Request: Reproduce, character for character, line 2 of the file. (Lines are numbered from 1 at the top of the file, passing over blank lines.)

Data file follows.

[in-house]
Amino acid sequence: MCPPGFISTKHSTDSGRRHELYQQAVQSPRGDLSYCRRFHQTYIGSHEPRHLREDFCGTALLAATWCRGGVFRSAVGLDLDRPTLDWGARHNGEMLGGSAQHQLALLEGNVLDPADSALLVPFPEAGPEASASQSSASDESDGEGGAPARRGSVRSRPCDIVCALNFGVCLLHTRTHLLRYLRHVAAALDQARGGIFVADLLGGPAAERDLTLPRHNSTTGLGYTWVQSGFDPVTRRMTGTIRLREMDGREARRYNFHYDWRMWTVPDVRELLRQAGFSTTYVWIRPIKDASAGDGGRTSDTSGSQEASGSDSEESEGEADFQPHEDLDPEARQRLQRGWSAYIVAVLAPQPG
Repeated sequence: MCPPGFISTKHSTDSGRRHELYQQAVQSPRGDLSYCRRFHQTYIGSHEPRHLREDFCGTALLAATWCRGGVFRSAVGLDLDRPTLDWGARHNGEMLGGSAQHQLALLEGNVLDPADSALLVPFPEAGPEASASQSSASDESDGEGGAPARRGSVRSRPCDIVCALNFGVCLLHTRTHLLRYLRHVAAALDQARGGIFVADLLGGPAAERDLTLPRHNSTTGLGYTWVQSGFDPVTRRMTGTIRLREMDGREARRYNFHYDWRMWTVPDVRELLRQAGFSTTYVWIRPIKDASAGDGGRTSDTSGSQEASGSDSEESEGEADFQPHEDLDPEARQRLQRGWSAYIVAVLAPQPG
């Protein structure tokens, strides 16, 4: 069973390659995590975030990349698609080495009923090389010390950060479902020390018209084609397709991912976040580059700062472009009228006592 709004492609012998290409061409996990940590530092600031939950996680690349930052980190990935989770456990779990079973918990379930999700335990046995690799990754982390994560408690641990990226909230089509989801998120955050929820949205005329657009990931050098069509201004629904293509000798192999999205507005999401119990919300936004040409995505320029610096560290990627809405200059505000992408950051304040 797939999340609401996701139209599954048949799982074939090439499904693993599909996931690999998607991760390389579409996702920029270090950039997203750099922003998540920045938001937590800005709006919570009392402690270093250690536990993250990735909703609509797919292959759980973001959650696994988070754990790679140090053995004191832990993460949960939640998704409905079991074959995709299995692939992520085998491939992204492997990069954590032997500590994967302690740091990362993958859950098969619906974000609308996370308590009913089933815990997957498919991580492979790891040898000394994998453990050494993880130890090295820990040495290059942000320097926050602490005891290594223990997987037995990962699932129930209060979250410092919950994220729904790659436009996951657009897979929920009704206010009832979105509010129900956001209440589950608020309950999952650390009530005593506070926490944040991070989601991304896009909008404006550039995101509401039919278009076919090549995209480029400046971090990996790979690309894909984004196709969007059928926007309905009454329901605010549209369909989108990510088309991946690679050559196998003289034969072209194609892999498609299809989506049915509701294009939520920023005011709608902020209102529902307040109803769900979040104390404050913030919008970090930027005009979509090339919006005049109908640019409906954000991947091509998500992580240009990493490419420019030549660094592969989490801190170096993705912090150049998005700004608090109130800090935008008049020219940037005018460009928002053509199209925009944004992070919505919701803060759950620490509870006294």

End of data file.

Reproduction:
Amino acid sequence: MCPPGFISTKHSTDSGRRHELYQQAVQSPRGDLSYCRRFHQTYIGSHEPRHLREDFCGTALLAATWCRGGVFRSAVGLDLDRPTLDWGARHNGEMLGGSAQHQLALLEGNVLDPADSALLVPFPEAGPEASASQSSASDESDGEGGAPARRGSVRSRPCDIVCALNFGVCLLHTRTHLLRYLRHVAAALDQARGGIFVADLLGGPAAERDLTLPRHNSTTGLGYTWVQSGFDPVTRRMTGTIRLREMDGREARRYNFHYDWRMWTVPDVRELLRQAGFSTTYVWIRPIKDASAGDGGRTSDTSGSQEASGSDSEESEGEADFQPHEDLDPEARQRLQRGWSAYIVAVLAPQPG